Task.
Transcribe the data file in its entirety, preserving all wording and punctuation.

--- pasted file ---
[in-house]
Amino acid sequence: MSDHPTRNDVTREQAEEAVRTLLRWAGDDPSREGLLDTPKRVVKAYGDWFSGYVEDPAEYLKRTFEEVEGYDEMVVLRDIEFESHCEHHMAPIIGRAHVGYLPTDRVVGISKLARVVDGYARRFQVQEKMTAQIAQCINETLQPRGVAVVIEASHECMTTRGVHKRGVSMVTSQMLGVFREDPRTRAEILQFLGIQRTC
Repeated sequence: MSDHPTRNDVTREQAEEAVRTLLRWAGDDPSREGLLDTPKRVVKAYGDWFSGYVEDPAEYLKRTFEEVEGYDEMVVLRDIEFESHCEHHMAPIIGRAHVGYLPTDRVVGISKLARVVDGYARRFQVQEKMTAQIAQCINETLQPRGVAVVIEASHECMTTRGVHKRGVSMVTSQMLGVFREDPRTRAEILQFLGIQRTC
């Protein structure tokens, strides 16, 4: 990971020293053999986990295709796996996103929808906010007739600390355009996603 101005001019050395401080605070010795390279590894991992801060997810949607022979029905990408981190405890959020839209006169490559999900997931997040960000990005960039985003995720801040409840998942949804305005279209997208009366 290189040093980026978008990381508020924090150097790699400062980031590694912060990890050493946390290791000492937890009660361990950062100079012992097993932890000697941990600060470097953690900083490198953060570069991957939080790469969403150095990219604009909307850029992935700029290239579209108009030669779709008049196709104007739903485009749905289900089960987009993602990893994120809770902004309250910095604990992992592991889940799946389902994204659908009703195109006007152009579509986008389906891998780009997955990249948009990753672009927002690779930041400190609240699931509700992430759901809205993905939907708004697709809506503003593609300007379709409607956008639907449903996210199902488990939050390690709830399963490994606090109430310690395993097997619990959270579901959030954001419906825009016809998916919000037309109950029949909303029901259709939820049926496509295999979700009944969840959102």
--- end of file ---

[in-house]
Amino acid sequence: MSDHPTRNDVTREQAEEAVRTLLRWAGDDPSREGLLDTPKRVVKAYGDWFSGYVEDPAEYLKRTFEEVEGYDEMVVLRDIEFESHCEHHMAPIIGRAHVGYLPTDRVVGISKLARVVDGYARRFQVQEKMTAQIAQCINETLQPRGVAVVIEASHECMTTRGVHKRGVSMVTSQMLGVFREDPRTRAEILQFLGIQRTC
Repeated sequence: MSDHPTRNDVTREQAEEAVRTLLRWAGDDPSREGLLDTPKRVVKAYGDWFSGYVEDPAEYLKRTFEEVEGYDEMVVLRDIEFESHCEHHMAPIIGRAHVGYLPTDRVVGISKLARVVDGYARRFQVQEKMTAQIAQCINETLQPRGVAVVIEASHECMTTRGVHKRGVSMVTSQMLGVFREDPRTRAEILQFLGIQRTC
């Protein structure tokens, strides 16, 4: 990971020293053999986990295709796996996103929808906010007739600390355009996603 101005001019050395401080605070010795390279590894991992801060997810949607022979029905990408981190405890959020839209006169490559999900997931997040960000990005960039985003995720801040409840998942949804305005279209997208009366 290189040093980026978008990381508020924090150097790699400062980031590694912060990890050493946390290791000492937890009660361990950062100079012992097993932890000697941990600060470097953690900083490198953060570069991957939080790469969403150095990219604009909307850029992935700029290239579209108009030669779709008049196709104007739903485009749905289900089960987009993602990893994120809770902004309250910095604990992992592991889940799946389902994204659908009703195109006007152009579509986008389906891998780009997955990249948009990753672009927002690779930041400190609240699931509700992430759901809205993905939907708004697709809506503003593609300007379709409607956008639907449903996210199902488990939050390690709830399963490994606090109430310690395993097997619990959270579901959030954001419906825009016809998916919000037309109950029949909303029901259709939820049926496509295999979700009944969840959102």